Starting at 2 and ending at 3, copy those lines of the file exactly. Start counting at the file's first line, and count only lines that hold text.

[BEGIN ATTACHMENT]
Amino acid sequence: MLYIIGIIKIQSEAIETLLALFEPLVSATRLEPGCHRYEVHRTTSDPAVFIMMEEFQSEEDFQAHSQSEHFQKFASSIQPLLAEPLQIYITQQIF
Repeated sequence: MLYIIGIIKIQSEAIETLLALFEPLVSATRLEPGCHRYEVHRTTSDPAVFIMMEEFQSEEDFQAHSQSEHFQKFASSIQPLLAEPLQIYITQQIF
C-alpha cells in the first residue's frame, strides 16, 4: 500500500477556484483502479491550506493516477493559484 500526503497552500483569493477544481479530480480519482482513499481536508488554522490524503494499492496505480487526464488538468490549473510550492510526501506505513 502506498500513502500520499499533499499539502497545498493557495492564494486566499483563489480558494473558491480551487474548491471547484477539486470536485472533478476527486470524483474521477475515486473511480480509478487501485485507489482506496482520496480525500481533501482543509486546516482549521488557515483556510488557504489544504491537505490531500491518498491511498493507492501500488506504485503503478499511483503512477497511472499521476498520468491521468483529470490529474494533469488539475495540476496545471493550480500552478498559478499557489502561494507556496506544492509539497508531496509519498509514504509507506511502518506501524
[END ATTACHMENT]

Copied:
Repeated sequence: MLYIIGIIKIQSEAIETLLALFEPLVSATRLEPGCHRYEVHRTTSDPAVFIMMEEFQSEEDFQAHSQSEHFQKFASSIQPLLAEPLQIYITQQIF
C-alpha cells in the first residue's frame, strides 16, 4: 500500500477556484483502479491550506493516477493559484 500526503497552500483569493477544481479530480480519482482513499481536508488554522490524503494499492496505480487526464488538468490549473510550492510526501506505513 502506498500513502500520499499533499499539502497545498493557495492564494486566499483563489480558494473558491480551487474548491471547484477539486470536485472533478476527486470524483474521477475515486473511480480509478487501485485507489482506496482520496480525500481533501482543509486546516482549521488557515483556510488557504489544504491537505490531500491518498491511498493507492501500488506504485503503478499511483503512477497511472499521476498520468491521468483529470490529474494533469488539475495540476496545471493550480500552478498559478499557489502561494507556496506544492509539497508531496509519498509514504509507506511502518506501524